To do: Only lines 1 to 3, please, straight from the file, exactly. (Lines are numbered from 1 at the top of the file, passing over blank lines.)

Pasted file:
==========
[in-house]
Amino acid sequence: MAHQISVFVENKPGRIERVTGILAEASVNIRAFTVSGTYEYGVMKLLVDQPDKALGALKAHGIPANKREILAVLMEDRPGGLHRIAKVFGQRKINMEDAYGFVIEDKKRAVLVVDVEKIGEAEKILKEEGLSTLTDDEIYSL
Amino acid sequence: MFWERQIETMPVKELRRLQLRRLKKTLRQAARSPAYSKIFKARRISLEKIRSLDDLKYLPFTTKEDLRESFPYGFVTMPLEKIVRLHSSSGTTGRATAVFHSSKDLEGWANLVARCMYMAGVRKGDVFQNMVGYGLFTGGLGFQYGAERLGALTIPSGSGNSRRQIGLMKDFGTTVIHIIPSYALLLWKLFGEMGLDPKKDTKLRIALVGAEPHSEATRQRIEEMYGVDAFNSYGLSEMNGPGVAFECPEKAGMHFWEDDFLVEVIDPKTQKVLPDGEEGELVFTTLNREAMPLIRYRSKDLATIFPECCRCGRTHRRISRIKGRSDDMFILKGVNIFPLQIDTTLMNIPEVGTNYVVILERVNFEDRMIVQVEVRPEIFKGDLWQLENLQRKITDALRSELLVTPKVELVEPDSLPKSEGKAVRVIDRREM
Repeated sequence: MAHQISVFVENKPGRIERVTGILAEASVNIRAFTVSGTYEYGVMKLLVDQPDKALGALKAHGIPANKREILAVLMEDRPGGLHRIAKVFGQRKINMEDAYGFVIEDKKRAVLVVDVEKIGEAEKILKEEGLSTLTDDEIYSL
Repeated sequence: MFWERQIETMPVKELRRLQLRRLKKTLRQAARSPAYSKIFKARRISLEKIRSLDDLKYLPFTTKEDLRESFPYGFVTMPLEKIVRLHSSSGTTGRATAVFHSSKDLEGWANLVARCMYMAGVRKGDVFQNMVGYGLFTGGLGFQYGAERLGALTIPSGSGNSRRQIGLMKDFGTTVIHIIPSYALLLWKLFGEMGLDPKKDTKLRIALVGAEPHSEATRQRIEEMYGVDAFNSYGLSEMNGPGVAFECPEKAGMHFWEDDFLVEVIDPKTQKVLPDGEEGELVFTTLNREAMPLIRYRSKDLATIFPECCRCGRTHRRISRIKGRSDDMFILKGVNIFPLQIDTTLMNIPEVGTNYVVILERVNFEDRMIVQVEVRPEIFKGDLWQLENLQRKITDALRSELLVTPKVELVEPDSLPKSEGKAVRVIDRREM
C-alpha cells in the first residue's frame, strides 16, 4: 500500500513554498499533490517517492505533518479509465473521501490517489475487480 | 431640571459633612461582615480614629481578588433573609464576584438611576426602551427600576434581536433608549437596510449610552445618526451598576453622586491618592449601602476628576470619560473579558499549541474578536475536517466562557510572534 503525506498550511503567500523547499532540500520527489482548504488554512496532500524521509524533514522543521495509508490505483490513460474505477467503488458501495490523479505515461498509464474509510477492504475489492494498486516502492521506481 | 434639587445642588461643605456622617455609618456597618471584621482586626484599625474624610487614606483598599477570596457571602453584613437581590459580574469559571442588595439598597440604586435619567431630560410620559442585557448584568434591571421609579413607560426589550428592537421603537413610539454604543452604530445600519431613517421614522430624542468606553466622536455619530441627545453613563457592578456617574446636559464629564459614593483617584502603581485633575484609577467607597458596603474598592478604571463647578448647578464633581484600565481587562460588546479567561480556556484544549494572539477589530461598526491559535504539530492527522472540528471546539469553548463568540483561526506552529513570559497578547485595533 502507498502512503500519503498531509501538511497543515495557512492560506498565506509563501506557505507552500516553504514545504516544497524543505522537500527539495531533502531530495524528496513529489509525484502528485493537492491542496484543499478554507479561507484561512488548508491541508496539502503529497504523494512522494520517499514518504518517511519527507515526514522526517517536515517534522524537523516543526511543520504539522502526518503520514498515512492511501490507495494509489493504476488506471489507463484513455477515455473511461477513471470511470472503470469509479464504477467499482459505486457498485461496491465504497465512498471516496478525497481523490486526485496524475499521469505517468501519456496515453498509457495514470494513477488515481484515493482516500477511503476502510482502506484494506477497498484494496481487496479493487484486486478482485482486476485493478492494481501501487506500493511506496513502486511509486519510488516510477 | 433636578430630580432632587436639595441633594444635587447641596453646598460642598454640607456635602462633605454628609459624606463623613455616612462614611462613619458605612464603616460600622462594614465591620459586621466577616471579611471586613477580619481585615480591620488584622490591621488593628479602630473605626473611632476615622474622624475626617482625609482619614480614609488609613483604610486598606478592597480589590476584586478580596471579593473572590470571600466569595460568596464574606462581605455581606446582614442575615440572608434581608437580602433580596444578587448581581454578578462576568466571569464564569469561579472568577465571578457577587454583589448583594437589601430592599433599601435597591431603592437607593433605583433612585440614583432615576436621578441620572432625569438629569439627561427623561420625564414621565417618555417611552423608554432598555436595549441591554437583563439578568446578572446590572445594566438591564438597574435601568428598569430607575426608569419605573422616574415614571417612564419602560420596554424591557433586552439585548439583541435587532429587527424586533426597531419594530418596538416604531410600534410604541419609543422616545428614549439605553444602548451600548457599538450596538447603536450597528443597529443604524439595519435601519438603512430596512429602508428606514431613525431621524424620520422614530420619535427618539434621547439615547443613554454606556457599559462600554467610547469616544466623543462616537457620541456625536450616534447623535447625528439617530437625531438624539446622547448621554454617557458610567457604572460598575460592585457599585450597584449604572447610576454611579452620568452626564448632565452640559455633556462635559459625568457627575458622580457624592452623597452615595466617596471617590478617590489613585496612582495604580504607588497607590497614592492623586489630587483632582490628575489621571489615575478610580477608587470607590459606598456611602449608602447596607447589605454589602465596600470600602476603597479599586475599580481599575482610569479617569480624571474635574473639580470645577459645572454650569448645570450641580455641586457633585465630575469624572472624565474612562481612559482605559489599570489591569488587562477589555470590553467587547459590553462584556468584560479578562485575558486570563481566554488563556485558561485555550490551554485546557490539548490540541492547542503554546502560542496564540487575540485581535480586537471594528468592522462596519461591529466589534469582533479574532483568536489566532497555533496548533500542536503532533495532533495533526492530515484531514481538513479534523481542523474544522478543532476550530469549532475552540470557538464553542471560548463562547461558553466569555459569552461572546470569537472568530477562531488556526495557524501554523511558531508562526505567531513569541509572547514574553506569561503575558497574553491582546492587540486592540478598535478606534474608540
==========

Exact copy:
[in-house]
Amino acid sequence: MAHQISVFVENKPGRIERVTGILAEASVNIRAFTVSGTYEYGVMKLLVDQPDKALGALKAHGIPANKREILAVLMEDRPGGLHRIAKVFGQRKINMEDAYGFVIEDKKRAVLVVDVEKIGEAEKILKEEGLSTLTDDEIYSL
Amino acid sequence: MFWERQIETMPVKELRRLQLRRLKKTLRQAARSPAYSKIFKARRISLEKIRSLDDLKYLPFTTKEDLRESFPYGFVTMPLEKIVRLHSSSGTTGRATAVFHSSKDLEGWANLVARCMYMAGVRKGDVFQNMVGYGLFTGGLGFQYGAERLGALTIPSGSGNSRRQIGLMKDFGTTVIHIIPSYALLLWKLFGEMGLDPKKDTKLRIALVGAEPHSEATRQRIEEMYGVDAFNSYGLSEMNGPGVAFECPEKAGMHFWEDDFLVEVIDPKTQKVLPDGEEGELVFTTLNREAMPLIRYRSKDLATIFPECCRCGRTHRRISRIKGRSDDMFILKGVNIFPLQIDTTLMNIPEVGTNYVVILERVNFEDRMIVQVEVRPEIFKGDLWQLENLQRKITDALRSELLVTPKVELVEPDSLPKSEGKAVRVIDRREM